Claude Dablon, another zealous Jesuit missionary, founded the mission of St. Mary in 1668. This was the first white settlement within the present State of Michigan. The accounts carried back by Nicollet and the missionaries induced the French authorities at Quebec to send Nicholas Perrot as the accredited agent of the French Government to arrange for a grand council with the Indian tribes that inhabited the country about the Great Lakes. The council was held at St. Mary’s in May, 1671, and before the close of that year Father Jacques Marquette founded the mission of Point St. Ignace, where the city of Mackinaw now stands, for the benefit of the Huron Indians. This mission was for many years considered as the key to the great unexplored West.

Shortly after the council of May, 1671, Father Marquette, who had heard the reports of the great river, determined to make an effort to discover it. The council established friendly relations between the French and Indians and as soon as the mission at Point St. Ignace was on a sure footing he asked and received permission from the Canadian officials to conduct a small expedition to the westward in hope of finding the Mississippi. While he was making his preparations at Point St. Ignace in the spring of 1673, the friendly Indians there tried to dissuade him from the attempt by circulating reports that the Indians along the river were savage and vindictive; that in the forests along the stream were dangerous wild beasts, and that the river itself was the abode of frightful monsters that could swallow both canoes and men.

Unmoved by these stories, Marquette hurried forward his preparations and on May 13, 1673, accompanied by Louis Joliet, an explorer and trader, and five voyageurs, in two large canoes, the little expedition left the mission. They passed up Green Bay to the mouth of the Fox River, ascended that stream to the portage between it and the Wisconsin River, crossed over to the latter stream and floated down it until June 17, 1673, when the two canoes shot out upon the broad bosom of the Mississippi. Here they turned their canoes southward and descended the great Father of Waters, carefully noting the landmarks as they passed along. On June 25th they landed on the west bank “sixty leagues below the mouth of the Wisconsin River.” Sixty leagues from the mouth of the Wisconsin would throw this landing somewhere near the present town of Montrose, about half way between Fort Madison and Keokuk. This is the earliest account of any white men upon Iowa soil.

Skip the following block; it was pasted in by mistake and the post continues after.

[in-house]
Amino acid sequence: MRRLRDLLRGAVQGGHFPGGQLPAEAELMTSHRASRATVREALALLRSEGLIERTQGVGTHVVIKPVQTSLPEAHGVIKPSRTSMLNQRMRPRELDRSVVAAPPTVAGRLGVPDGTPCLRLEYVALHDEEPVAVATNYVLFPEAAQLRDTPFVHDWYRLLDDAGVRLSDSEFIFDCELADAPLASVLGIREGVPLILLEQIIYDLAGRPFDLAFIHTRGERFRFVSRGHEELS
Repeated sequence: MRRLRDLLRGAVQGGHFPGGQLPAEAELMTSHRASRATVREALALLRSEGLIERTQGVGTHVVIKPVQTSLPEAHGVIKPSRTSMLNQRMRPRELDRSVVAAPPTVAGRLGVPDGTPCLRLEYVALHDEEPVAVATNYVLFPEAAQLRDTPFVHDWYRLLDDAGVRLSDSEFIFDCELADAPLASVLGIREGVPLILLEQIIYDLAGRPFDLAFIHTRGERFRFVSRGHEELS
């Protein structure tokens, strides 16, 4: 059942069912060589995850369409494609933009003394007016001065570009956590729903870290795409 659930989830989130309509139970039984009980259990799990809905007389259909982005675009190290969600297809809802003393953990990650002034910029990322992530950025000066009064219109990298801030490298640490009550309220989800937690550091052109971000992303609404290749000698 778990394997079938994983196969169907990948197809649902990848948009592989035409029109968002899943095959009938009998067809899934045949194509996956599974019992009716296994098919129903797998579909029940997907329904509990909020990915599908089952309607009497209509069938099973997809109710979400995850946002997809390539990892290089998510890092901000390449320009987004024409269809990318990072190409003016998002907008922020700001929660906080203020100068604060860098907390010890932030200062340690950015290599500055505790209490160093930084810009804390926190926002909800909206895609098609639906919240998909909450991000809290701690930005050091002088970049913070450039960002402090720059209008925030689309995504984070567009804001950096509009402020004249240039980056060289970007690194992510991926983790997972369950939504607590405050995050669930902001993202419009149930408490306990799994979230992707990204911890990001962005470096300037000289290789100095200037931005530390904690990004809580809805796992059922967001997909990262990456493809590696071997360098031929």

Noticing footprints in the soft earth, Marquette and Joliet left the five voyageurs to guard the canoes and supplies and set out to follow a trail that led back into the forest. After traveling several miles they came to an Indian village and noticed two other villages in the vicinity. The Indians informed Marquette and Joliet that they belonged to the Illini tribe, and that the name of their village and the river upon which it was situated was “Moingona.” After a visit of several days the white men were accompanied back to their canoes by the chiefs and a large party of warriors. One of the chiefs addressed Marquette as follows:

“I thank the black-gown chief for taking so much pains to come and visit us. Never before has the earth been so beautiful nor the sun so bright. Never has the river been so calm and free from rocks, which your canoe has removed. Never has the tobacco had so fine a flavor, nor our corn appeared so beautiful as we behold it today. Ask the Great Spirit to give us life and health, and be you pleased to come and dwell among us.”

On behalf of the band, one of the chiefs then presented Marquette with a finely decorated calumet, or peace pipe, as a token of the tribe’s good wishes, and the two Frenchmen continued their voyage down the Mississippi until they came to a tribe of Indians whose language they could not understand, when they returned to Canada.

Five years after the discovery of the Mississippi by Marquette and Joliet, Louis XIV, then King of France, granted to Robert Cavelier, Sieur de la Salle, authority to explore the western part of New France. La Salle’s ambition was to trace the course of the Mississippi from its source to its mouth. In his expedition of 1680 he directed Father Louis Hennepin to lead an expedition from the mouth of the Illinois River to the headwaters of the Mississippi, and in April of that year Father Hennepin reached the Falls of St. Anthony. After several failures, La Salle finally succeeded in reaching the mouth of the river, where on April 9, 1682, he took possession of all the territory drained by the Mississippi and its tributaries in the name of France, to which territory he gave the name of Louisiana, in honor of the French king - Louis XIV.